“What are you doing Georgina?” he asked. “You’re far from home tonight. Why are you looking for me? We’ve made our trade.”

She dismounted, staring at his face of grey and shadows.

“It was not a fair trade.”

“I was more than generous.”

“You didn’t warn me,” she said and she shoved him against the wall. “I’ve died.”

“Love is dying. Or maybe it’s not. It is the opposite. I forget.”

“Give me my heart. It’s of no use to you.”

“On the contrary. It’s of no use to you, my dear. For what will you do with this heart except let it grow stale and musty in a box?”

“It’s mine.”

“You couldn’t have missed it that much. It’s been a year and you haven’t remembered it at all.”

“It was not yours for the taking!”

“But you didn’t want it. You wanted to die and you didn’t want it anymore.”

“That was before.”

“Before what?”

He looked up, the shadows retreating from his face. He had shaved his moustache. He looked younger. A boy, and she a girl.

“I said a day and it was a day. What’s fair is fair. You had no right to sneak out with it.”

“I warned you,” he replied.

“You didn’t explain anything at all.”

“It was given freely.”

“For a day!”

“Sometimes one day is forever.”

“You are a sneaky liar, a fraud …”

“Go home Georgina,” he said. “My brothers are headed here. Madero dies soon and it’ll be very dangerous.”

“You’re killing him?”

“No. Not I. I’m killing an era. But one of my siblings will. Either way, you’ll want to go.”

The sound of bullets hitting a wall broke the quiet of the night. Then it faded. Georgina trembled. She wanted to run but she stayed still, her eyes fixed on Death and he looked back at her with his inky gaze. It was he who blinked and turned his head away.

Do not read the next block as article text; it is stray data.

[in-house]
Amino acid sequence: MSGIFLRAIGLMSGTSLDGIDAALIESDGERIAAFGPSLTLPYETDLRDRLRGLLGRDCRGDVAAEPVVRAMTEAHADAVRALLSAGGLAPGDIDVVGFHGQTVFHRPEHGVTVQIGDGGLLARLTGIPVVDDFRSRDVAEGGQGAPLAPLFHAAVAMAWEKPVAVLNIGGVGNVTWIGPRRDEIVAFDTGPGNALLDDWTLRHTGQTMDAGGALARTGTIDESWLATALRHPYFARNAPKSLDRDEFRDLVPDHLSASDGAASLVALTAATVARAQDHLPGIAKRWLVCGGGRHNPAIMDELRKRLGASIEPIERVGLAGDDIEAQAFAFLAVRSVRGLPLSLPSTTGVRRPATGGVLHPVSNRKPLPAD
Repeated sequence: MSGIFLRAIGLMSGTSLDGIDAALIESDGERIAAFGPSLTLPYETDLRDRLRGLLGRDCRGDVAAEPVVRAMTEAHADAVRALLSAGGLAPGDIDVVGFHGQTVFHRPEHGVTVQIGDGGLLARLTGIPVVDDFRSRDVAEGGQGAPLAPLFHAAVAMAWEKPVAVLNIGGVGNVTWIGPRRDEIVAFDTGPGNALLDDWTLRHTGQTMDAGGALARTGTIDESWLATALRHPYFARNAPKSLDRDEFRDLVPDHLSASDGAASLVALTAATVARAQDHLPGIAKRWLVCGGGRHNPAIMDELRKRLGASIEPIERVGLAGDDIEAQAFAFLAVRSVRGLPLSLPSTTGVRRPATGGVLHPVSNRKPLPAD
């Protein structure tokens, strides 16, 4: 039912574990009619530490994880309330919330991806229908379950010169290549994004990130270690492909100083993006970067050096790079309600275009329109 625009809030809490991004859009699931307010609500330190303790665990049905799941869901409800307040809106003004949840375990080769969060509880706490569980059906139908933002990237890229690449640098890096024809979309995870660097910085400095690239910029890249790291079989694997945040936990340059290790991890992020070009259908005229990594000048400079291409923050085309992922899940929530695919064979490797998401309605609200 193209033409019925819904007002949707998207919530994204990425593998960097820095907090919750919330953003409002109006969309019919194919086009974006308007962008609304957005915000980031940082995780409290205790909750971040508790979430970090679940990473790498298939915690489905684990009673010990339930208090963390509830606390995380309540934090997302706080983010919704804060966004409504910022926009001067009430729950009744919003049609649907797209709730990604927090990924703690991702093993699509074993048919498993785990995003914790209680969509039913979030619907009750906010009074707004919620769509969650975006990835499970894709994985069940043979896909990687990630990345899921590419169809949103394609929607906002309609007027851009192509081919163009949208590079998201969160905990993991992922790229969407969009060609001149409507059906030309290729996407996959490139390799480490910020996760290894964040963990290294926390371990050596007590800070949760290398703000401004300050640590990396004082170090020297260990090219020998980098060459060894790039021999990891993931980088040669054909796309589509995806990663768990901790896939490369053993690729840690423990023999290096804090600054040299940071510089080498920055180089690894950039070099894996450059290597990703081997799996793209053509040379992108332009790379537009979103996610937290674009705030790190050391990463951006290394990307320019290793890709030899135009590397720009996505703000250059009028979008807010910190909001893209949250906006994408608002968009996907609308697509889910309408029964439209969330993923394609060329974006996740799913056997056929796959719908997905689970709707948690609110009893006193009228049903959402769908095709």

“Persistent, as usual. What then? Oh, fine. Here, take your heart. Bury it in the garden like some radish and see what sprouts.”

He opened his hand and a flower fell upon her palm, a bright orange cempoalxochitl. She cupped it very carefully, afraid it might break as easily as an egg. She thought it would be difficult to walk all the way home with her hands outstretched, yet she was ready to do it. She’d put it in a box and ship it to Veracruz.

And then, unthinking, driven by impulse or instinct, Georgina crushed the flower against her mouth and it turned to dust upon her lips.

“I hate you,” she whispered. “You’ve changed the world.”

“They’ll build new palaces, Georgina.”

“I don’t mean the palaces.”

She kissed him, yellow-orange dust still clinging to her mouth. She felt a tear streak her cheek as the heart beat inside her chest once more.

The shadows shifted, turning golden and then swirling black. He rested his forehead against hers, quiet, eyes closed.

“I’m going to Chihuahua. I’m meeting with Villa after this,” he said. “It’ll be long. It’ll be seven years.”

“You’ll need me.”

He opened his eyes and these were golden, like the dawn.

“I do.”

He motioned to her horse, which went to them quietly. He offered her a hand and she climbed in front of him, both now clad in the ink of night.

Such is the way of death.

Such is the way of love.

____
Copyright 2011 Silvia Moreno-Garcia

Silvia Moreno-Garcia’s stories have appeared in Fantasy Magazine and Shine: An Anthology of Optimistic Science Fiction. She also co-edited Historical Lovecraft, an anthology of historical stories inspired by the tales of cult writer H.P.Lovecraft. She is currently trying to find an agent for her Mexican historical fantasy novel. Invisible fans can follow her adventures at silviamoreno-garcia.com and Tweets @silviamg.